Other financial assets include investments in unlisted equities. They have been measured at ac-quisition cost as fair value cannot be assessed reliably. The book values of trade receivables and receivables other than those based on derivatives are estimated to essentially correspond to their fair values due to the short maturity of the receivables. The book values of debts are estimated to correspond to their fair values. Interest rate level has no material effect. The book values of trade and other non-interest-bearing liabilities are also estimated to corres-pond to their fair values. Discounting has no material effect. Fair values of each financial asset and liability group are presented in more detail under the note indicated in the table above.

Assets and liabilities recognised at fair value in the financial statements are categorised into three levels in the fair value hierarchy based on the inputs used in the valuation technique to de-termine their fair value. The three levels are:

Level 1. Quoted prices(unadjusted) in active markets for identical assets or liabilities.

Level 2. Inputs other than quoted prices included within Level 1 that are observable for the as-set or liability either directly or indirectly e.g. discounted cash flows or valuation models.

Level 3. Inputs for the asset or liability that are not based on observable market data and the fair value determination is widely based on management's judgement and the use of that in commonly approved valuation models.

Note

Non-current financial liabilities Interest-bearing liabilities Current financial liabilities Interest-bearing liabilities

Trade payables and other liabilities Book value by group

5,924

5,924

8,188 12,789

8,188 12,789

5,924

8,188 12,789

2 21

26,901

26,901

26,901

2 18

2 18

MARTELA

ANNUAL REPORT 2020

13. Deferred tax assets and liabilities

Recognised in the

Recognised in the other

Exchange rate

Changes in deferred taxes during 2020 (EUR 1,000)

1.1.2020

income statement

comprehensive income

differences

31.12.2020

Deferred tax assets

Pension obligations

64

0

4

0

68

Other temporary differences*

153

23

0

70

245

Total

217

23

4

70

314

Deferred tax liabilities

On buildings measured at the fair value of the transition date

264

-66

0

0

198

Other temporary differences

19

-20

0

0

0

Total

283

-86

0

0

198

Deferred tax assets and liabilities, total

-67

108

4

70

115

Recognised in the

Recognised in the other

Exchange rate

Changes in deferred taxes during 2019 (EUR 1 000)

1.1.2019

income statement

comprehensive income

differences

31.12.2019

Deferred tax assets

Pension obligations

58

0

6

0

64

Other temporary differences

76

77

0

0

153

Total

134

77

6

0

217

Deferred tax liabilities

On buildings measured at the fair value of the transition date

330

-66

0

0

264

Other temporary differences

53

-33

0

0

19

Total

383

-99

0

0

283

Deferred tax assets and liabilities, total

-249

176

6

0

-66

Deferred tax assets have not been recognised on unused tax losses that probably cannot be utilised in the future against taxable income. The amount of such losses is EUR 24.6 million (17.7 in 2019) including current year results.

*The implementation of IFRS 16 caused and increase of EUR 12 thousand in the opening balance.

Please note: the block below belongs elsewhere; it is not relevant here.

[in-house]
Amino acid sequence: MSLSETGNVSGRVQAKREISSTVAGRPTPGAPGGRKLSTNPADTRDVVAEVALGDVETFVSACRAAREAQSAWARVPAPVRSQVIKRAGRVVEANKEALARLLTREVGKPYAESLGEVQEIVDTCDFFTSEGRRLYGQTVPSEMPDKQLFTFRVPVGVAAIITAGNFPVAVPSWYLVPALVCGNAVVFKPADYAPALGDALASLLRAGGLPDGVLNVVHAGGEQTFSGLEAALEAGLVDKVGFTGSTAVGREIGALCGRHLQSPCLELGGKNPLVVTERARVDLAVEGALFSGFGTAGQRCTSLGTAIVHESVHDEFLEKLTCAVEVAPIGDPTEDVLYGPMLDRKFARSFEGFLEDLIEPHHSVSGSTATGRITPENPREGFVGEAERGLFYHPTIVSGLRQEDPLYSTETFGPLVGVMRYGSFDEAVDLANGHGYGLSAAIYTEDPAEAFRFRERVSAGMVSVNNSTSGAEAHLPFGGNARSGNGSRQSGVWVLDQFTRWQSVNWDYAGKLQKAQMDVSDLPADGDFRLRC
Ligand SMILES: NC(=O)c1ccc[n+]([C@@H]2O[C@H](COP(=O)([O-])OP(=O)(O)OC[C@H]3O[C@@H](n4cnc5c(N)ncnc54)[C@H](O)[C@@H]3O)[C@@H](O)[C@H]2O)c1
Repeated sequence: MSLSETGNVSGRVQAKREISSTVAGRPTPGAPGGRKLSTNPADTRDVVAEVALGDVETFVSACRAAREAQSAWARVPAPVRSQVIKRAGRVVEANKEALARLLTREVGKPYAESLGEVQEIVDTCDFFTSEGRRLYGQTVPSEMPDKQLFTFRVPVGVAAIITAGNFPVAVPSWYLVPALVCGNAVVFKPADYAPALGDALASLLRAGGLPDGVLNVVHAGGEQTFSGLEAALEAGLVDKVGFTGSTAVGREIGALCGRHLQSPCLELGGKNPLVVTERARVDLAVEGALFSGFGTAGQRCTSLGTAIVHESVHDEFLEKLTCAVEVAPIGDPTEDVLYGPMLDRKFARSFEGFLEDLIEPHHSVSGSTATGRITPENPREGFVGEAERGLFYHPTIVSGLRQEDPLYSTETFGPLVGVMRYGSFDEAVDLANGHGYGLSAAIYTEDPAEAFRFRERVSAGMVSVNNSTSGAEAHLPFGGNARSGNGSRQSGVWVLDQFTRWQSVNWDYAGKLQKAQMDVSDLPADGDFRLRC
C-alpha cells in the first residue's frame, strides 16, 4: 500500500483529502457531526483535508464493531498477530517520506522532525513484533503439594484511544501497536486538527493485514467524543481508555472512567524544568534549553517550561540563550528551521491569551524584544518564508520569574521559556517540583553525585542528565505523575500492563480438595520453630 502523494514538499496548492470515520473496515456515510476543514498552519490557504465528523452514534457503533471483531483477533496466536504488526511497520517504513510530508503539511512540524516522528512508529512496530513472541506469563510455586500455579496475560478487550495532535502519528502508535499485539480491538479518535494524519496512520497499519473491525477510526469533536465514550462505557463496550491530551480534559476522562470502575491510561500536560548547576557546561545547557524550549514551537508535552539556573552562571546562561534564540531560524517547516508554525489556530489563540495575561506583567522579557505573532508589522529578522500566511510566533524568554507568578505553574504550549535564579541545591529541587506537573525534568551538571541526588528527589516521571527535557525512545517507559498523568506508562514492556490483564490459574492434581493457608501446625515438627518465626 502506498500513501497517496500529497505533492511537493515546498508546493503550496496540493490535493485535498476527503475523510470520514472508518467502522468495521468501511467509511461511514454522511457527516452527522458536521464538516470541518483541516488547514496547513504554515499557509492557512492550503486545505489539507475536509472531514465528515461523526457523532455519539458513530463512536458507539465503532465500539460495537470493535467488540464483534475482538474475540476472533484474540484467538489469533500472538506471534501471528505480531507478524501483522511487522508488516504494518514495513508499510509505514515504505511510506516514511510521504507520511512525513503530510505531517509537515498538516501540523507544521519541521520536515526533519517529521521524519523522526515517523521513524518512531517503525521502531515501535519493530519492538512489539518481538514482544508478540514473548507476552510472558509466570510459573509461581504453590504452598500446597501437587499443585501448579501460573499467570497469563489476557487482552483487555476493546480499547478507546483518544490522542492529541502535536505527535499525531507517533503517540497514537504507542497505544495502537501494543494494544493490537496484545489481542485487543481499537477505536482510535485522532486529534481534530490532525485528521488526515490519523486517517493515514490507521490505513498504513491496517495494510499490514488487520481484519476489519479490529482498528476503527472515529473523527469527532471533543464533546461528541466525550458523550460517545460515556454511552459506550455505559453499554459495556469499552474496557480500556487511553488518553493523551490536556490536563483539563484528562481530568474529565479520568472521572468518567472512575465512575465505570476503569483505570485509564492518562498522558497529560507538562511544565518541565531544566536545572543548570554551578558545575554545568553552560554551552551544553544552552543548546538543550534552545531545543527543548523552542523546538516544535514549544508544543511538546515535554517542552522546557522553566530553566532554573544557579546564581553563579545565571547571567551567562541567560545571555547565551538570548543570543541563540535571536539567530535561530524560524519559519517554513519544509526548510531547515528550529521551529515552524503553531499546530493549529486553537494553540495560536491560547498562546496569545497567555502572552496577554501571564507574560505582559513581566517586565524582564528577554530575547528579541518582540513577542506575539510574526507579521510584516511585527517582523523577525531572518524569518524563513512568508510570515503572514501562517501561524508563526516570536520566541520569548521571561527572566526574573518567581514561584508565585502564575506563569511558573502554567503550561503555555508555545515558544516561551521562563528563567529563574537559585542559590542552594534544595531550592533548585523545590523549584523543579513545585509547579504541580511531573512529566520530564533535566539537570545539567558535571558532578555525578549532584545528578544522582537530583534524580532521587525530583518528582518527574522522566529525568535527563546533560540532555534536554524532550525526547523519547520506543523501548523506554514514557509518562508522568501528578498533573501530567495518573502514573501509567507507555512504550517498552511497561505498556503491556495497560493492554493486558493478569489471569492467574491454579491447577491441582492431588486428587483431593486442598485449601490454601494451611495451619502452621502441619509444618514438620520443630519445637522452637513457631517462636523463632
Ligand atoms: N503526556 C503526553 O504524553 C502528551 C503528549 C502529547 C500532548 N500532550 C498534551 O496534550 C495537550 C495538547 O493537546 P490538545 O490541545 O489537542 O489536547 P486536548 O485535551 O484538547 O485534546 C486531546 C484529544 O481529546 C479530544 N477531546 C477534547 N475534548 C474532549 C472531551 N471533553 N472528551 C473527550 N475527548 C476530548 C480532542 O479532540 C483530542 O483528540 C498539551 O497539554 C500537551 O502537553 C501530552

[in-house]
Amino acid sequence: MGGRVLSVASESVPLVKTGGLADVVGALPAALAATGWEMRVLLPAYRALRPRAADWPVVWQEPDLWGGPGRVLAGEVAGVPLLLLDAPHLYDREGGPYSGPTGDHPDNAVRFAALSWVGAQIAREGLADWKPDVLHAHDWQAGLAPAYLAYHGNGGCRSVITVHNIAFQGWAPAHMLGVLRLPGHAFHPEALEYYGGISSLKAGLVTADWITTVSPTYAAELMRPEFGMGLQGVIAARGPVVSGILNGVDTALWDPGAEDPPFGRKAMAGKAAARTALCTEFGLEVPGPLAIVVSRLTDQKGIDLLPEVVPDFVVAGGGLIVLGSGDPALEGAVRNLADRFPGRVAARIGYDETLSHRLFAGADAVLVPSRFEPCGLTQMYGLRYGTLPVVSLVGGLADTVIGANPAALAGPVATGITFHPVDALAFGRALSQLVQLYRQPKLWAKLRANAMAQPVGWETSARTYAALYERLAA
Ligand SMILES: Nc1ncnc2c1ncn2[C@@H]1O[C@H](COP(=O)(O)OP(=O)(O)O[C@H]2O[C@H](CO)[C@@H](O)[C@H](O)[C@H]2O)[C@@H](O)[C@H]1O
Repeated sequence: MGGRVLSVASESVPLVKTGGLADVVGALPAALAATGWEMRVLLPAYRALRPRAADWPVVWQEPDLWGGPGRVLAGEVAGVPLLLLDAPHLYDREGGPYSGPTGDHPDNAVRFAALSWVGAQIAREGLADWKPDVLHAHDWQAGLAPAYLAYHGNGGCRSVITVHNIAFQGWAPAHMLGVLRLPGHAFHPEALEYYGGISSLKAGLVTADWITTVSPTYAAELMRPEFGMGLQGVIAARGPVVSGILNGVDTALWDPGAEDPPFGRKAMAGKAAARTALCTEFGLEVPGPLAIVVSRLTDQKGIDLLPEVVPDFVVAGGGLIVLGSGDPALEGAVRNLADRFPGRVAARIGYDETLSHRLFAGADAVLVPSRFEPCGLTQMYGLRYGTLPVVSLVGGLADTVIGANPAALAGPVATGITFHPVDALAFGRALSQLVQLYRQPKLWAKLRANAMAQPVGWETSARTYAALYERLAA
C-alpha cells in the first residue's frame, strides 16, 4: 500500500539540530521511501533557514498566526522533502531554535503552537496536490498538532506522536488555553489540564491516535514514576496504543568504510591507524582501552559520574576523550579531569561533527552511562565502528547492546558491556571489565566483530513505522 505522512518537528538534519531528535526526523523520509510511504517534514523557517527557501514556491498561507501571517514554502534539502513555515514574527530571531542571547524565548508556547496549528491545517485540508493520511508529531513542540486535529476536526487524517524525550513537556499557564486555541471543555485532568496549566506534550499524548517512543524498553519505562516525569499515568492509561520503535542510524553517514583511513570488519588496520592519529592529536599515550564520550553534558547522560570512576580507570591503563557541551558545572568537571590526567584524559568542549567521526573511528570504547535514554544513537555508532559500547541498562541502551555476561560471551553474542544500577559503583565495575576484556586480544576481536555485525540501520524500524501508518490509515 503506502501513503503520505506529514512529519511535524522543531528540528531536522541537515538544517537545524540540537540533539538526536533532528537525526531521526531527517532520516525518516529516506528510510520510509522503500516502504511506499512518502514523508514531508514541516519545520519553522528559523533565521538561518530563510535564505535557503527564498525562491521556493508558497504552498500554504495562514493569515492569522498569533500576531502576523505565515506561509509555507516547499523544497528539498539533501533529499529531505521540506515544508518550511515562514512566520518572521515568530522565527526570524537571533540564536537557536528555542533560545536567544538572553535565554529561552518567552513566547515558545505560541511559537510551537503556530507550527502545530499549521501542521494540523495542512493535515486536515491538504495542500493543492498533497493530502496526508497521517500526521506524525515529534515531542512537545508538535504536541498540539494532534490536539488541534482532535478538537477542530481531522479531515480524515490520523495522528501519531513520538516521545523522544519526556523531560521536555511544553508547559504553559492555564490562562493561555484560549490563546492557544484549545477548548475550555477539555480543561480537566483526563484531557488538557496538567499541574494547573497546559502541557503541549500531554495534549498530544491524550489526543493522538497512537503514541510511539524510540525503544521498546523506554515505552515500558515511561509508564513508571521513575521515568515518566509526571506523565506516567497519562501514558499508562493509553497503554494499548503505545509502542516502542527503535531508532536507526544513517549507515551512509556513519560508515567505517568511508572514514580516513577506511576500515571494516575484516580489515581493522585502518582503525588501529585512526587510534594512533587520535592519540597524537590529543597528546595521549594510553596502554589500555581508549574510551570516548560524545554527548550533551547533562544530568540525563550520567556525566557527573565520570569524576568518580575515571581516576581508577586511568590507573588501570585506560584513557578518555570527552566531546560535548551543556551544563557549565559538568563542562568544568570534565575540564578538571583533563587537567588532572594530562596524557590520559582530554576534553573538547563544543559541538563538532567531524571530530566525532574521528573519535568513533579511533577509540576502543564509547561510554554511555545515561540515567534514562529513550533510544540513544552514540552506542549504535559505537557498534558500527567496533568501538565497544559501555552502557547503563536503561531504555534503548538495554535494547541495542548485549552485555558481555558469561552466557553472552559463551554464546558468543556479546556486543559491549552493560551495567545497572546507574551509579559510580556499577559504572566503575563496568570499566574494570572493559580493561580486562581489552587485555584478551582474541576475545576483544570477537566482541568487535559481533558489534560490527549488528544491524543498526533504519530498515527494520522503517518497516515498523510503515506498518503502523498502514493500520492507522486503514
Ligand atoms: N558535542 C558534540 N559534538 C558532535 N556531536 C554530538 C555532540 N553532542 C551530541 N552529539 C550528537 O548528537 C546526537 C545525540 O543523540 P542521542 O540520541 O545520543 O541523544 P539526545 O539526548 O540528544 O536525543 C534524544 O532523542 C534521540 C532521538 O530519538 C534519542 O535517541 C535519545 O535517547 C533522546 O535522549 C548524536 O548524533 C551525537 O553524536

Of these losses EUR 4.9 million expires from 2028 and the remainder, according to current knowledge, have no expiration date The losses originate mainly from foreign subsidiaries.

14. Inventories

Raw materials and consumables Work in progress

(EUR 1,000)

Finished goods Total

The value of inventories has been written down by -229 thousand (-263 thousand 2019) due to obsolescence.

In the valuation of inventories the fair value of an item as well as its usage in current product portfolio offered is monitored. Should the current product portfolio no longer carry the product to which the item is used the item is written down. If the pro-duct is still on sale but there has been decision to finish its selling, it will be written down to equal half of its value.

15. Current trade receivables and other receivables

31.12.2019

The age distribution of Group trade receivables on the balance sheet date 31 December is presented in the following table:

Age distribution of trade receivables (EUR 1,000)

  • 6,738 Undue

    8,587

  • 1,081 0-6 months overdue

  • 768 6-12 months overdue

12-24 months overdue Over 24 months overdue Total

2020

Incl. credit loss provision

55 33 12

2,399 310

12 638 751

75 608

2019

Incl. credit loss provision

14,051 59

211 181

111 82

16,847 1,240

A provision is made to the trade receivables according to following, unless it is highly likely to receive payment for the receivable: undue receivables 0.5%, 0-6 months overdue 2%, 6-12 months overdue 10%, 12-24 months overdue 50% and over 24 months over-due 100%.

The credit loss provision includes also the total receivables of a reseller of Martela that went bankrupt. The sales invoices are interest-fre and the most general payment term is 7 days.

The maximum trade receivable credit risk amount on the balance sheet date 31 December by country or region:

(EUR 1,000)

Trade receivables

Accrued income and prepaid expenses of Personnel expenses

Advances

Accrued income and prepaid expenses total

Total

31.12.2020

31.12.2019

Region (EUR 1,000)

2020

2019

12,656

16,847

Finland

9,883

10,890

Scandinavia

1,627

4,744

Other European countries

806

746

150

151

Other regions

340

467

1,755

3,182

Total

12,656

16,847

1,905

3,332

Credit risks from trade receivables are not concentrated.

14,562

20,179

Martela 2020

CEO's review